Tag Archives: SleepView

SleepView: The Smallest, Lightest, Type III Sleep Monitor

Imagess2 SleepView: The Smallest, Lightest, Type III Sleep MonitorThe ultra light type 3 home sleep monitor from is designed to be simple for patients, and cost effective for .

Just shy of a year on the market, the SleepView from CleveMed has managed to carve a growing niche in the highly competitive world of home sleep monitoring. Sarah Weimer, director of at the Cleveland-based manufacturer, touts the device as the smallest and lightest home sleep monitor within the AASM-recommended Type 3 channel-set guidelines.

At a weight of approximately 2 ounces, the equipment is ergonomically designed for patients to perform a self test at home, while also working hand in hand with CleveMed’s PSG Web Portal.

The eCrystal PSG web service is offered at three different service tiers to meet the needs of various customers. We offer a full service with use of our eCrystal PSG web portal, scoring and interpretation for customer who are not affiliated with a sleep center. Our mid tier service includes use of eCrystal PSG and scoring. With this service a registered sleep technologist verifies the scoring and creates a draft of the report to be completed by a sleep physician. We also offer web portal use only. This service is used by centers that have personal for scoring and interpretation but wish to take advantage of easy web access to the data. Sleep studies can be uploaded from the point of patient care.

Easy for Patients

While approved home sleep testing last year, reimbursement still stands at just over $200. At that rate, Weimer points out that it is not cost effective for sleep labs, especially if sleep professionals must be involved with the setup every step of the way. “With that in mind, the goal with the SleepView was to make a device that fulfilled the channel set asked for by AASM, with the types of sensors that they like to see as well,” says Weimer. “At the same time, we wanted it to be very easy for patients to do a self hook up with minimal instruction.”

Clevemed was uniquely suited to do an incredibly small due to the company’s long history of producing wireless monitors. Working within the diminutive design parameters, engineers sought to avoid the more complex harness systems used by competitors. “We wanted it to be small and light enough that it could be supported by a traditional respiratory effort belt,” reveals Weimer. “It is easier for patients to hook themselves up. They don’t have to worry about extra mounting straps or the discomfort of having the device worn elsewhere on the body.”

Not surprisingly, patients appreciate how easy it is to put on the SleepView. For patients who think it may be too easy and question the procedure, engineers went an additional step with LED light indicators on the front that let patients know if they have hooked themselves up properly. “If they turn the device on, but they don’t have sensors on, there is a little light on the front of the device by each channel name that will light up red to let them know that they are not hooked up properly,” explains Weimer. “As they get each channel hooked up correctly, those lights will turn green to indicate that it is collecting a good signal. When the patient first turns the device on, those lights will stay on for 90 seconds, and then anytime during the night the patient can hit the ‘on’ button again to get another 30 seconds of feedback about whether the device is collecting good signals or not.”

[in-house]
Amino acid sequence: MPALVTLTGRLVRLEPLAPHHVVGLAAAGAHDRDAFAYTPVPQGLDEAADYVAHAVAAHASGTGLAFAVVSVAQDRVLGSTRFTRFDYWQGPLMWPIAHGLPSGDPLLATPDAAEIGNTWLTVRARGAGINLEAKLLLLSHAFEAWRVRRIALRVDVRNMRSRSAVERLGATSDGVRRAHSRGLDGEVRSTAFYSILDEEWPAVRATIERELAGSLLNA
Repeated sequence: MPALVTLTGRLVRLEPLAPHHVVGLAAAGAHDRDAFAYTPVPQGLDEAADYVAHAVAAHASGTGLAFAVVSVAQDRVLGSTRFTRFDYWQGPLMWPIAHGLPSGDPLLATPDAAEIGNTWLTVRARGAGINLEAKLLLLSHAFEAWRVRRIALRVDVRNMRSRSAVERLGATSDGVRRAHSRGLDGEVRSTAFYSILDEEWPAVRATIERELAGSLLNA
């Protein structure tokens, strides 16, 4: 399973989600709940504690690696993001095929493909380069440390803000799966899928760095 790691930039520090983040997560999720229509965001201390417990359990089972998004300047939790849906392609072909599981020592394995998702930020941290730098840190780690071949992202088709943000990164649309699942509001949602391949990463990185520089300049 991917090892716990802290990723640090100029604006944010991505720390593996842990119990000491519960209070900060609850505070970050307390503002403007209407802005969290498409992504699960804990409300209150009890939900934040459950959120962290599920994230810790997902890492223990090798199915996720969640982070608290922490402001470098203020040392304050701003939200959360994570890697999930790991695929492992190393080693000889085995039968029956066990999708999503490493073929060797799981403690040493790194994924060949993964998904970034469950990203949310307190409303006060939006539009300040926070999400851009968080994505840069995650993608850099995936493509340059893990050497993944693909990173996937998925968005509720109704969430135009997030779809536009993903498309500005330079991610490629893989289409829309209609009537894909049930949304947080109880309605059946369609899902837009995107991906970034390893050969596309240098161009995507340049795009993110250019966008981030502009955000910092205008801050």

Image3 SleepView: The Smallest, Lightest, Type III Sleep MonitorFeedback on usability and success rates tabulated from sponsored tests have consistently shown that patients come back with valid data. “Other customers have been using our other product, the , which is a little bit more traditional and a little bit more complicated for the patient to put on,” says Weimer. “It [the Scout] does not have the feedback, and we would have an increased number of unsuccessful studies with that product compared to this product. The immediate patient feedback on the SleepView lets patients know that they may not have a sensor in place properly, and they can fix it right away.”

Expanding the Market

Weimer agrees that the SleepView, and home testing in general, will likely expand the market for sleep labs by increasing access and awareness to potential patients. The undiagnosed masses will get into the treatment cycle, benefitting all parties throughout the continuum of care.

As more clinicians learn about the importance of sleep, referrals will also increase the flow of patients. “Patients are typically seeing their dentists or , and if those health care professionals are asking the right questions about sleep, it is just going to increase the number of people who are aware and getting tested,” says Weimer.

SleepView at a Glance

Hardware Dimensions: 3” × 2.6” × 0.7” (7.6 cm × 6.6 cm × 1.8 cm) Weight: 2 oz (57 g) (approx.) with batteries Power: 1 AAA battery Memory: 1G internal memory

7 Dedicated Channels

  1. Heart Rate
  2. Pulse Oximetry
  3. Airflow (pressure based)
  4. Airflow (thermistor)
  5. Snore (derived from airflow)
  6. Respiratory Effort Belt (RIP)
  7. Body Position


SleepView works with the eCrystal PSG Web Portal, allowing treating physicians to initiate home sleep tests directly from their practices. Data from the SleepView is uploaded through the web portal to a network of professional technologists and for timely scoring and study interpretation.

Later reports with recommended treatment or follow-up are retrieved by the treating physician. This patient monitoring system allows physicians to provide a continuum of care.

For more information, visit http://www.clevemed.com

Volume 6.1 : January 2011

ScreenShot0621 Volume 6.1 : January 2011
Inside Look
  • East Coast Lab Preps for Potential – C. Albertario
  • Ultra Light Type 3 Sleep Monitor – S. Weimer
  • Man Vs. Machine – N. Norin